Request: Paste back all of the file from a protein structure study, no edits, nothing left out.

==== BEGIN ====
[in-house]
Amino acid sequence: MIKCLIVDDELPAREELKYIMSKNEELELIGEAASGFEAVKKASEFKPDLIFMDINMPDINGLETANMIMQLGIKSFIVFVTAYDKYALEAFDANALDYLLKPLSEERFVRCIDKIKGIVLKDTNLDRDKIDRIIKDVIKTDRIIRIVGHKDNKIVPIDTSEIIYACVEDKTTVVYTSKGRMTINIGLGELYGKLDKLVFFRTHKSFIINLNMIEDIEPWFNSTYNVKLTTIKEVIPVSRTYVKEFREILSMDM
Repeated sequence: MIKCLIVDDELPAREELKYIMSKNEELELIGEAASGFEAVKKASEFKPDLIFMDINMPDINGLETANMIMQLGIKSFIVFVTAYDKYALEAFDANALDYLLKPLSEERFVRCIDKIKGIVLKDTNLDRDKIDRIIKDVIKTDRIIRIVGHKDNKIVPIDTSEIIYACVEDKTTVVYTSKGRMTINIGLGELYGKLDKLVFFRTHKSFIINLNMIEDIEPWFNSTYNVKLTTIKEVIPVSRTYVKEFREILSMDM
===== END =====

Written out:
[in-house]
Amino acid sequence: MIKCLIVDDELPAREELKYIMSKNEELELIGEAASGFEAVKKASEFKPDLIFMDINMPDINGLETANMIMQLGIKSFIVFVTAYDKYALEAFDANALDYLLKPLSEERFVRCIDKIKGIVLKDTNLDRDKIDRIIKDVIKTDRIIRIVGHKDNKIVPIDTSEIIYACVEDKTTVVYTSKGRMTINIGLGELYGKLDKLVFFRTHKSFIINLNMIEDIEPWFNSTYNVKLTTIKEVIPVSRTYVKEFREILSMDM
Repeated sequence: MIKCLIVDDELPAREELKYIMSKNEELELIGEAASGFEAVKKASEFKPDLIFMDINMPDINGLETANMIMQLGIKSFIVFVTAYDKYALEAFDANALDYLLKPLSEERFVRCIDKIKGIVLKDTNLDRDKIDRIIKDVIKTDRIIRIVGHKDNKIVPIDTSEIIYACVEDKTTVVYTSKGRMTINIGLGELYGKLDKLVFFRTHKSFIINLNMIEDIEPWFNSTYNVKLTTIKEVIPVSRTYVKEFREILSMDM